This brings me to Trumpland. Donald Trump has yet to learn the lessons of love, power, and justice. Currently, Trump practices love as objectification and control, power as force, and justice as anything that serves his purposes. Rather than increasing our political power by unifying us, Trump has fostered division, hate, and fear. In driving us apart and in using force to promulgate a private justice, Trump has weakened our power of being as a nation.
It doesn’t matter if his presidency causes a stock market rise or our “enemies” to quake in their books. Unless we cultivate love, power, and justice together, we lose our power of being as a nation. This is why I have been so troubled by Trump’s presidency. Trump practices the politics of force, and the politics of force exercises power without love or justice.
It is natural to want to respond to the politics of force with our own politics of force, but this only further decreases our power of being. So what is the solution? Tillich suggests a solution in something he calls “the strange work of love”. Tillich says that the strange work of love “destroys what is against love” and that it “does so according to…justice.”
This idea of the strange work of love is fascinating to me. I can’t tell you exactly what it is or what it looks like, but I think it does at least several things: the strange work of love (1) cultivates shared humanity in every encounter, whether that encounter is with a friend or an “enemy”. (2) It supports social structures that cultivate the unified and equal power of being. (3) It resists social forces that drive us apart and that confuse power with force.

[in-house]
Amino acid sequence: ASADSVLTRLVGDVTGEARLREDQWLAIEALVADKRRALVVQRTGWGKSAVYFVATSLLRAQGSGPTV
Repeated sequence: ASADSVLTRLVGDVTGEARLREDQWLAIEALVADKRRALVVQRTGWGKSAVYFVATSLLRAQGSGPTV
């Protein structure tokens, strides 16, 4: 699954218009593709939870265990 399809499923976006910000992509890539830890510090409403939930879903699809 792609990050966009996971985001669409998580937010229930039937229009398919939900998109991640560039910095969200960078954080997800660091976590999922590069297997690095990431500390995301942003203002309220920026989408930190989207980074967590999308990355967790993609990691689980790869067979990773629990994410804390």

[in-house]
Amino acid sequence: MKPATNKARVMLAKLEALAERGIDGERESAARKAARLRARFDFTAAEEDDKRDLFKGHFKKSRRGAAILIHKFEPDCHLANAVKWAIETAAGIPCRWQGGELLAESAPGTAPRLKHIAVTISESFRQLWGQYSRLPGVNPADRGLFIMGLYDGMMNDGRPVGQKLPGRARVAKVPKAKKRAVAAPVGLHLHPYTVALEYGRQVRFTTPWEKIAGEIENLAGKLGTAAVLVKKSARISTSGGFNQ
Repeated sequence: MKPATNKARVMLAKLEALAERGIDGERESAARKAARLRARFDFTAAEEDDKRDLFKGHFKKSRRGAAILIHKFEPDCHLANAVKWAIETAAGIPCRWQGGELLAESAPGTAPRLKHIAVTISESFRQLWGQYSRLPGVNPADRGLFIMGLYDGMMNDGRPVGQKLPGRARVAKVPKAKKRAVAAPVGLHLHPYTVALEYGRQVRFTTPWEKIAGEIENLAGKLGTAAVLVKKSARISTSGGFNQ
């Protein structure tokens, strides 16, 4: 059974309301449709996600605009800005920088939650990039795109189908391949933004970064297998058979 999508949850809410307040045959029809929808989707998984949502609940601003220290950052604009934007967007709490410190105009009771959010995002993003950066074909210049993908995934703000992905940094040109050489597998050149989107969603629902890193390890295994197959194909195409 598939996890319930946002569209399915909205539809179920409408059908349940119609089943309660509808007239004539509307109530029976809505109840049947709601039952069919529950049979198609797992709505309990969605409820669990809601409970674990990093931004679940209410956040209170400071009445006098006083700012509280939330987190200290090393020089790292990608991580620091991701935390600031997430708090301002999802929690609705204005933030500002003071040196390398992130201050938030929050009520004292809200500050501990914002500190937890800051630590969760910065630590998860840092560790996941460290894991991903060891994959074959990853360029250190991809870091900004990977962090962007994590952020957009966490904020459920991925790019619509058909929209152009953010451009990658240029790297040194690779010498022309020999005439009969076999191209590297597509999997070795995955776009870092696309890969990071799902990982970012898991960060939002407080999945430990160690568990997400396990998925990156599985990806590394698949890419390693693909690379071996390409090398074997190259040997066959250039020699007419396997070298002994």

Donald Trump’s presidency frightens me, but I also believe it is an invitation for us to evolve as a country and as species. American politics has had a long and complicated relationship with love, power, and justice. We have too often in the past confused love with objectification, power with force, and justice with whatever serves our ends.
Trump’s presidency is an extreme version of the threat of non-being that has been present frequently throughout United States history. It is time for us to practice love, power, and justice together and do the strange work of love.
If you enjoyed this post, please consider sharing it on social media.
 Paul Tillich. Love, Power, and Justice. Oxford University Press. New York: 1954, pg. 25.